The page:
- Development & Aid
- Economy & Trade
- Human Rights
- Global Governance
- Civil Society
Monday, July 28, 2014
- Any comparison of energy output from renewables to conventional energy sources must necessarily fail at the start. Renewables are new, they are a beginning, and it’s still too early to weigh such figures and to discount renewables.But despite significant advances in Abu Dhabi and Morocco, and promising commitments by the Saudis, the Middle East and North Africa (MENA) region was reminded it is still doing less than many others.
“The total installed capacity (in the MENA region) is less than 1 gigawatt (GW), excluding hydro,” Tareq Emtairah, executive director of the Regional Centre for Renewable Energies and Energy Efficiency in Egypt, told a meeting.
The meeting was billed “MENA, A Rising Star in Renewable Energy Investment”.
“Between 2002 and 2011 less than six billion dollars was invested,” he said. “Italy alone did that much in 2011.” In the larger pattern, he said, “of 22 Arab countries, 16 have indicative targets. But we do not see stability in commitment to renewable energy.”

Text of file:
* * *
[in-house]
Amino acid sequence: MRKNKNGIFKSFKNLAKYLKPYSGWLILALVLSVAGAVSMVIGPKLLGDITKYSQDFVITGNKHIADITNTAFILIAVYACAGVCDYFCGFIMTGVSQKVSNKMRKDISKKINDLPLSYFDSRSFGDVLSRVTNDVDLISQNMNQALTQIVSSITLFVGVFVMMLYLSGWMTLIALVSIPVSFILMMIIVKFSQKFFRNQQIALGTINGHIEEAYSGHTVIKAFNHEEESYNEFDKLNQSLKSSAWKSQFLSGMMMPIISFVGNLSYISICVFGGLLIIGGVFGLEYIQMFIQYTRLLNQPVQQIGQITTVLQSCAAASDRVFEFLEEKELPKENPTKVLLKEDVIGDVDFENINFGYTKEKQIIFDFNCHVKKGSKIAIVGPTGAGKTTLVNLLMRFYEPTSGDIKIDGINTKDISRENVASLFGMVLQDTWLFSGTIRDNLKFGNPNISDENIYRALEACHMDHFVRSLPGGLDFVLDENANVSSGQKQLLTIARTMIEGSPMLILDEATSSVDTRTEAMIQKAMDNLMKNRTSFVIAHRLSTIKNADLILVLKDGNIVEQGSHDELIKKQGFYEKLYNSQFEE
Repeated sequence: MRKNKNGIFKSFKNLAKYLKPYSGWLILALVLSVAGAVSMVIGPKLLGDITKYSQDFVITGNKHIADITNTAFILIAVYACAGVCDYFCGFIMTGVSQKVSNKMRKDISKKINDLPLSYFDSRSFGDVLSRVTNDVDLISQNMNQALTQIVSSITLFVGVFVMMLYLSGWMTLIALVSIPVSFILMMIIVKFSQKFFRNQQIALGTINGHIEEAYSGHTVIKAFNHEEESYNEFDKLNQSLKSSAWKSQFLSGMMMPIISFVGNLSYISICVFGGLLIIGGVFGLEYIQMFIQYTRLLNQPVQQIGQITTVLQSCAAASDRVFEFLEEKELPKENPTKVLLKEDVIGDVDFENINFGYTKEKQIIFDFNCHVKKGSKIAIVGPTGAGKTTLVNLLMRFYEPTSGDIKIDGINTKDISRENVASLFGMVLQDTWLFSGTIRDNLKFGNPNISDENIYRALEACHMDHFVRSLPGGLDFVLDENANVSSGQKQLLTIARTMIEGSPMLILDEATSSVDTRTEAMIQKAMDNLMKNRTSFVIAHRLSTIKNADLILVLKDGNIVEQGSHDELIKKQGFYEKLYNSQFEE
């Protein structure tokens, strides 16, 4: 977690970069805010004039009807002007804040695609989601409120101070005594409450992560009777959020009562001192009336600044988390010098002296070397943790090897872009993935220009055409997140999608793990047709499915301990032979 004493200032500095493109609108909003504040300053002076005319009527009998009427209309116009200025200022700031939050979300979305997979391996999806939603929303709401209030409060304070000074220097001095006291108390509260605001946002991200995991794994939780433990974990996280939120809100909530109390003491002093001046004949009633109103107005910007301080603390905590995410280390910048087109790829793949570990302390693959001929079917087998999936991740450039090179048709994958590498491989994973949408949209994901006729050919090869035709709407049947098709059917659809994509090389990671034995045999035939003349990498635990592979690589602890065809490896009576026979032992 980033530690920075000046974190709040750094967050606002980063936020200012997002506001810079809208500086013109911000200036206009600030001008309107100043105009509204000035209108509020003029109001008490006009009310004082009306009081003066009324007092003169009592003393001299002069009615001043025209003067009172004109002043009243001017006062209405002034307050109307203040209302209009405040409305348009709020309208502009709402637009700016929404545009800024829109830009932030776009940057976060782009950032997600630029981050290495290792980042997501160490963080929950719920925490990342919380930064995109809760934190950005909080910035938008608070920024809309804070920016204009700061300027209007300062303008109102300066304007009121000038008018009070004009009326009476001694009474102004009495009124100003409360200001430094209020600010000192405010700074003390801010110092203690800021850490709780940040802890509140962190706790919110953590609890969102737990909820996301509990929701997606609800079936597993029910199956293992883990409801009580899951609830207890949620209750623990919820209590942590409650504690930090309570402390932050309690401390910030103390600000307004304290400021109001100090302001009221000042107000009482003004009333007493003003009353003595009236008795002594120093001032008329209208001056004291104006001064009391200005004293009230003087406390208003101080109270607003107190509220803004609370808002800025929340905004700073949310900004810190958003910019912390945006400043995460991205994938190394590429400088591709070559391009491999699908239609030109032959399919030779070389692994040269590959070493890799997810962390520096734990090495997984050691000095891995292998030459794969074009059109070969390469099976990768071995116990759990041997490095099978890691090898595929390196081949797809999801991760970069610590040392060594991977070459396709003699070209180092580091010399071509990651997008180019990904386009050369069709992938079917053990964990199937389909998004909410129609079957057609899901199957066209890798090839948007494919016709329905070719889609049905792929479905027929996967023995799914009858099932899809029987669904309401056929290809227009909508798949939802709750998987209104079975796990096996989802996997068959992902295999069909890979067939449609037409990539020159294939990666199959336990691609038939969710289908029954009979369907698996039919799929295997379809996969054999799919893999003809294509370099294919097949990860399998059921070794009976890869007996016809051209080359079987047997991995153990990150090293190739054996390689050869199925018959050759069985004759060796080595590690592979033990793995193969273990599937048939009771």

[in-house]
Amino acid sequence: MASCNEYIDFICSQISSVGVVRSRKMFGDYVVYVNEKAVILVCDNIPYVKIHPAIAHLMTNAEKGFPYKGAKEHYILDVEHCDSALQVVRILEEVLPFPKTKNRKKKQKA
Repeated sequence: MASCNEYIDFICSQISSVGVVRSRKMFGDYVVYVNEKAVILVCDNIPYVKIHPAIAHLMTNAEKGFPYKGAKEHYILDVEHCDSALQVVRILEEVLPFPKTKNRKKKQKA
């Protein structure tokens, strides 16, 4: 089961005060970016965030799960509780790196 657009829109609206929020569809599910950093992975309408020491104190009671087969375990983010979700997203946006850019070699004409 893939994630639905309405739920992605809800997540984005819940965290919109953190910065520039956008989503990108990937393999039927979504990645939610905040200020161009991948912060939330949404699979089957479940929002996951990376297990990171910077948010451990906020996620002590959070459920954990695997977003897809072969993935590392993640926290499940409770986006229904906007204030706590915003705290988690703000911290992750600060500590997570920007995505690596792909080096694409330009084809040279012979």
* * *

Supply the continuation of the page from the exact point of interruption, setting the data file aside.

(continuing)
Emtairah said the pricing and tariff structure was not conducive to deployment of renewable energy. The need to address low-income end users is understandable, he said, but subsidies for conventional electricity in MENA countries were already costing 50 billion dollars annually.
“The ingredients are there but they have not been put together,” said Marc Fevre, Partner, Baker & Mckenzie firm in UK. However, putting them into place is still possible given new commitments, he said.
A major commitment has come from Saudi Arabia. “We are happy to see Saudi committing to 54 GB capacity by 2035, which would be substantive,” said Stefan Singer, director of the Global Energy Policy at WWF International. “It’s a very strategic move for whatever reasons.”
But setting targets is one issue, he said. Putting them into a national participatory context is another. “We hope MENA becomes a rising star at some point in time.”
Apart from investment, many countries in the region have not considered grid connections, he said. “Grid connections are not boring connections between power stations,” he said. “They are critical to bringing the fruits of renewables to people.” And they are fundamental to energy planning.
But that brings up the comparative issue again. Why compare to conventional energy sources? Compare to the zero, some say, where renewables were not long back.
“Ten years ago, Masdar (the Abu Dhabi company leading investment in renewable energy) did not exist,” said Yousif Al Ali, director of the Shams solar project in Abu Dhabi, the biggest in the region. “The science park in Qatar was not there. And many others. But today I am optimistic and excited. I believe we will be a rising star. We have put the foundation to be a rising star.”